From Season 13: Indian Classics Made Easy
While citrus reamers tackle oranges and the like, juice extractors expand the options to almost any fruit or vegetable. These machines extract liquid in one of two ways: Masticating juicers use an auger that grinds the produce and presses it against a strainer; centrifugal juicers shred and spin the food on a serrated disk. Of the six models we tested (four centrifugal, two masticating), each style yielded about the same amount of juice from a measured quantity of produce, but centrifugal juicers, which operate at a higher rpm, tended to be louder.
Noise level aside, we discovered two downsides to the juices extracted from masticating models: They didn’t have as much flavor and they didn’t taste fresh as long. When produce is cut, it releases enzymes that oxidize some of the food’s flavor compounds, a process that degrades taste (and also causes darkening). But as a juicer continues to break down the produce, some of the enzymes also get broken down, rendering them inactive. The lower horsepower of the masticating machines doesn’t kill off these enzymes as efficiently as the higher spinning rate of the centrifugal machines, leading to juice that darkened and lost flavor when we let it sit overnight in the fridge. Conversely, juice from centrifugal machines was still bright and fresh-tasting after three days in the refrigerator.
In both styles, some models made us work harder than others. Juicers with narrow (2-inch-wide) tubes had us dicing apples into bite-size morsels and cutting pineapples into skinny strips, and some required that we tediously feed the food through the chute one piece at a time. One model had a tiny receptacle for catching pulp, forcing us to constantly stop juicing to empty it. Several juicers lurched and scooted on the counter. Some had six or seven complicated parts or tight crevices that trapped food, making the models harder to assemble and harder to clean—though most models came with a plastic brush to help dislodge stray shreds from the strainers.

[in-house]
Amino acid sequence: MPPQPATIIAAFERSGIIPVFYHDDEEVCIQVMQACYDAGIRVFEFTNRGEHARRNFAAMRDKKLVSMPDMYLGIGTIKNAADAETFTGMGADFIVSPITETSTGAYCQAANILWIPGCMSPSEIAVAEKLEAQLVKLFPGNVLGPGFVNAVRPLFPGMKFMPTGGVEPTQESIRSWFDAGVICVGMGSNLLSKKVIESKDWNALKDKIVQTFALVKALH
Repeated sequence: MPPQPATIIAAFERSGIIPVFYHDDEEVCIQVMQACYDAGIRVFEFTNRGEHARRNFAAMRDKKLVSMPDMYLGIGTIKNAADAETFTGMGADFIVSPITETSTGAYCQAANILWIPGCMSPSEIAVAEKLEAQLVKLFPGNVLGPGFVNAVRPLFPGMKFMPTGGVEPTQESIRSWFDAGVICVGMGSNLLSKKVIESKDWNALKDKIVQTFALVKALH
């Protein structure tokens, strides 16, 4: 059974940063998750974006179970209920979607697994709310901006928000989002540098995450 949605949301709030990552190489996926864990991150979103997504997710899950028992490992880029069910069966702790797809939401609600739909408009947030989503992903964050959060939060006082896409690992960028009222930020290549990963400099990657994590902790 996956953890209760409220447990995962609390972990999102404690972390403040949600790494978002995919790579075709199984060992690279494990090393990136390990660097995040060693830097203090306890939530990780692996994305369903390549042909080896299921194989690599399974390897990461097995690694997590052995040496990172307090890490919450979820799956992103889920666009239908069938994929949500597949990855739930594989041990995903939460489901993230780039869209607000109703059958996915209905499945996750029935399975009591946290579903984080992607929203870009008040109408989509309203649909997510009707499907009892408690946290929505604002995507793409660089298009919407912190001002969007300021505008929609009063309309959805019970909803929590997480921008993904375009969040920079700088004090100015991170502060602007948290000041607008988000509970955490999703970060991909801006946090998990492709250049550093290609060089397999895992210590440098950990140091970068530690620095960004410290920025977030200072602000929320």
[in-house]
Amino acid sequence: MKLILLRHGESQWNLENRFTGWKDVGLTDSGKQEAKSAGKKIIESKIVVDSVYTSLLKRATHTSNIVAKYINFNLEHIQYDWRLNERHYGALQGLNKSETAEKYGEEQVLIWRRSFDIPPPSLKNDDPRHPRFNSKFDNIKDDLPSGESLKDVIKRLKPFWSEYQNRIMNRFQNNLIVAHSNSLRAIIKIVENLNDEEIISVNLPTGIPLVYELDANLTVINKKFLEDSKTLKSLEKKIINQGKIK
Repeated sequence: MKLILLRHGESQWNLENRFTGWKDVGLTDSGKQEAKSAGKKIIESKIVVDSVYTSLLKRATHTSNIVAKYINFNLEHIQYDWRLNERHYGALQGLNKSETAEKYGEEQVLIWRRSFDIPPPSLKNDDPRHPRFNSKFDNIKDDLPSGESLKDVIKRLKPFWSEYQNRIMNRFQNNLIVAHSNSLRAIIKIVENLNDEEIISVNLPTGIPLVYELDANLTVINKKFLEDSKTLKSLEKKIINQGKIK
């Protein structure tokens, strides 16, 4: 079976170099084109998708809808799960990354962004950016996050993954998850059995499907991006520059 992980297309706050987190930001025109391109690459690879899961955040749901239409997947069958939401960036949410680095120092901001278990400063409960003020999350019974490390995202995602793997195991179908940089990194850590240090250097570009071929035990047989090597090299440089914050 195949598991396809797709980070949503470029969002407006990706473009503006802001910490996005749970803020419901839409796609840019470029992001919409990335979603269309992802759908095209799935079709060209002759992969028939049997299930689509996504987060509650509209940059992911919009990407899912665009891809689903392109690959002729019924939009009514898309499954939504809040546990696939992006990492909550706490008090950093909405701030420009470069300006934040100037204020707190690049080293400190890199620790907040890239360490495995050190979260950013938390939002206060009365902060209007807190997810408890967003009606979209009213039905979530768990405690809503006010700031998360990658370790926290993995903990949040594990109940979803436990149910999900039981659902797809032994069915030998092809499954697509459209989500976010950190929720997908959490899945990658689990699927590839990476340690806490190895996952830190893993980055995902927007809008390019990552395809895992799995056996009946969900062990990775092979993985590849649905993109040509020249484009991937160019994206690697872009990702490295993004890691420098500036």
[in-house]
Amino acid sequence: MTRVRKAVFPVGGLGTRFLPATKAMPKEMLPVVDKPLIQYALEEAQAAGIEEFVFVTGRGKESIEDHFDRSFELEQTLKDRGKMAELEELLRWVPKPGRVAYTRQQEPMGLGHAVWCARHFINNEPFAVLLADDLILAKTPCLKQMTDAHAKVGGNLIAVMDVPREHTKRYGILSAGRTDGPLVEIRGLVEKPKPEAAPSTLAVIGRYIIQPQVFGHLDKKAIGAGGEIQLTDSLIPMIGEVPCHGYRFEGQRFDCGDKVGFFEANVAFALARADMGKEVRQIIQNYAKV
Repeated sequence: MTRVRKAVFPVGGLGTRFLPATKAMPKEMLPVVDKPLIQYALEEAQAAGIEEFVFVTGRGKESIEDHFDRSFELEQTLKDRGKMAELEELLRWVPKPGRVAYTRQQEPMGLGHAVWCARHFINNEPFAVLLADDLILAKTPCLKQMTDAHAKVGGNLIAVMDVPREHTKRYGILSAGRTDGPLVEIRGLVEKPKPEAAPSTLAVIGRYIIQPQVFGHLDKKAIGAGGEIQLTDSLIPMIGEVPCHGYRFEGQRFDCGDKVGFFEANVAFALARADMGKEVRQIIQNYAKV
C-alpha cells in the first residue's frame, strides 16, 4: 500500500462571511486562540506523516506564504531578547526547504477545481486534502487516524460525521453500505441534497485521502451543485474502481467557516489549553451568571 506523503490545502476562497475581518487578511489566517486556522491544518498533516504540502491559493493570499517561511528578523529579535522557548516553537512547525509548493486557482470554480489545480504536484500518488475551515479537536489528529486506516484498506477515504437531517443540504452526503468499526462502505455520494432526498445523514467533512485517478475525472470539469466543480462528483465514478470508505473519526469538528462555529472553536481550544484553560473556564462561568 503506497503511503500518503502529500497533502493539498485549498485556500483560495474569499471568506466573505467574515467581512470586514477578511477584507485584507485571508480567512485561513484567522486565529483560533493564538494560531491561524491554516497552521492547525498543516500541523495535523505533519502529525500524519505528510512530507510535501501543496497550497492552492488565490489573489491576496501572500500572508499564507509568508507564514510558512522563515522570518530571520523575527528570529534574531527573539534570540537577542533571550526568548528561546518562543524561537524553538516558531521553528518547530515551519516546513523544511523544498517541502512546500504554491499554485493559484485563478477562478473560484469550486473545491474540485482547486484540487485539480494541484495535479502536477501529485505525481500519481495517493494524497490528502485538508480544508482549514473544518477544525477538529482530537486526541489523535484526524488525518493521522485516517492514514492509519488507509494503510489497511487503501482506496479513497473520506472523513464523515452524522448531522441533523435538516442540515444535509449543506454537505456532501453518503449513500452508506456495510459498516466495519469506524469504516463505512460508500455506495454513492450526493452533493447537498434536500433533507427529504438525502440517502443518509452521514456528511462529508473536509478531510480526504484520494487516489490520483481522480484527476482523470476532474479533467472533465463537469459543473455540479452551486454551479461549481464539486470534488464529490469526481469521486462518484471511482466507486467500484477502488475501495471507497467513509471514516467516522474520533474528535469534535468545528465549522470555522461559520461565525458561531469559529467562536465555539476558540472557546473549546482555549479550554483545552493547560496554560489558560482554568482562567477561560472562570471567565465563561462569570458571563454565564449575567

Only one model excelled across the board. It breezed through pineapples, oranges, apples, and kale. It was not overly loud, even though it used centrifugal technology; it was easy to assemble and clean—especially since most of its parts are top-rack dishwasher-safe; and best of all, at $149.99, it was reasonably priced.
Victorinox (formerly Victorinox Forschner) 6-inch Straight Boning Knife: Flexible
The nonslip grip and narrow, straight blade let testers remove the smallest bones with precision and complete comfort. Perfectly balanced with enough flexibility to maneuver around tight joints. The low price was a bonus.
|★ ★ ★||★ ★ ★||$19.95|
Wüsthof Classic Boning Knife
Hefty in weight, this knife was a solid performer when removing poultry bones, and the handle was easy to grip, even when covered in chicken fat. Piercing silver skin was a challenge since the tip wasnt sharp enough and the long narrow blade produced slightly jagged cuts.
|★ ★||★ ★ ★||$99.95|
|Recommended with Reservations|
Mundial Boning Knife: Flexible
The sharp tip performed well when removing silver skin, but it was too flexible when maneuvering around poultry joints, leaving testers feeling a lack of control. The heavy handle was slightly unbalanced and became slippery once covered in poultry fat.
|★ ★||★ ★||$19.95|
Shun Gokujo Filet Knife
Designed to replicate a samurai blade, this expensive knife was a disappointment. It struggled to pierce the silver skin, although long cuts were smooth and even. Minimal flexibility and extreme curve got in the way when maneuvering around joints. The smooth handle was hard to grip and slippery.
MAC Boning KnifeChef Series
The large, cumbersome handle reminded testers of an outdoors knife for fishing and hunting. The blade was too wide to maneuver around joints and it struggled to pierce silver skin. Unlike other knives, this boning knife could only slice in one direction, making intricate cuts around joints difficult.
Messermeister San Moritz Elite Flexible Boning Knife
The blade was so flexible it led to erratic cuttings; testers said the knife was hard to control. The blade was not sturdy enough to maneuver around joints and the lightweight handle felt flimsy and unbalanced.